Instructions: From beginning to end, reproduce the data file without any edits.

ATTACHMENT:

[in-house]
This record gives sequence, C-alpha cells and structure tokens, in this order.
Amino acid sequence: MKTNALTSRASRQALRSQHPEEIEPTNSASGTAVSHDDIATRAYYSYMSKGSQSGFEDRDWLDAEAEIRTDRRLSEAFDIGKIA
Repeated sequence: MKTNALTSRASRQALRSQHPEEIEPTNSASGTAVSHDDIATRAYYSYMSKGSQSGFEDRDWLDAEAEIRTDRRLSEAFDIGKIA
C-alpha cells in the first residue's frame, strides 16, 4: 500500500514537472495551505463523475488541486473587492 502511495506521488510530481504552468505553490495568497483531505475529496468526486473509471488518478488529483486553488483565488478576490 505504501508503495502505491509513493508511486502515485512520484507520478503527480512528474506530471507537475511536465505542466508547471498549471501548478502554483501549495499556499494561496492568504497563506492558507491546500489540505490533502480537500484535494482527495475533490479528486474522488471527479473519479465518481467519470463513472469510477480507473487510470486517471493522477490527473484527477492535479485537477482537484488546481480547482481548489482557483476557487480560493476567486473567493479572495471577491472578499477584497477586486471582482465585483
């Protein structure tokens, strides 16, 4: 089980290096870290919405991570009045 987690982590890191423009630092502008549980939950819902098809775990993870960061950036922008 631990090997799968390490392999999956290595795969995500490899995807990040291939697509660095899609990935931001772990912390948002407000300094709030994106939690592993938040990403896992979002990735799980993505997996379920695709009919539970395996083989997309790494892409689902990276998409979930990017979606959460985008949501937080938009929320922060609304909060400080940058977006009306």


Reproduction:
[in-house]
This record gives sequence, C-alpha cells and structure tokens, in this order.
Amino acid sequence: MKTNALTSRASRQALRSQHPEEIEPTNSASGTAVSHDDIATRAYYSYMSKGSQSGFEDRDWLDAEAEIRTDRRLSEAFDIGKIA
Repeated sequence: MKTNALTSRASRQALRSQHPEEIEPTNSASGTAVSHDDIATRAYYSYMSKGSQSGFEDRDWLDAEAEIRTDRRLSEAFDIGKIA
C-alpha cells in the first residue's frame, strides 16, 4: 500500500514537472495551505463523475488541486473587492 502511495506521488510530481504552468505553490495568497483531505475529496468526486473509471488518478488529483486553488483565488478576490 505504501508503495502505491509513493508511486502515485512520484507520478503527480512528474506530471507537475511536465505542466508547471498549471501548478502554483501549495499556499494561496492568504497563506492558507491546500489540505490533502480537500484535494482527495475533490479528486474522488471527479473519479465518481467519470463513472469510477480507473487510470486517471493522477490527473484527477492535479485537477482537484488546481480547482481548489482557483476557487480560493476567486473567493479572495471577491472578499477584497477586486471582482465585483
């Protein structure tokens, strides 16, 4: 089980290096870290919405991570009045 987690982590890191423009630092502008549980939950819902098809775990993870960061950036922008 631990090997799968390490392999999956290595795969995500490899995807990040291939697509660095899609990935931001772990912390948002407000300094709030994106939690592993938040990403896992979002990735799980993505997996379920695709009919539970395996083989997309790494892409689902990276998409979930990017979606959460985008949501937080938009929320922060609304909060400080940058977006009306």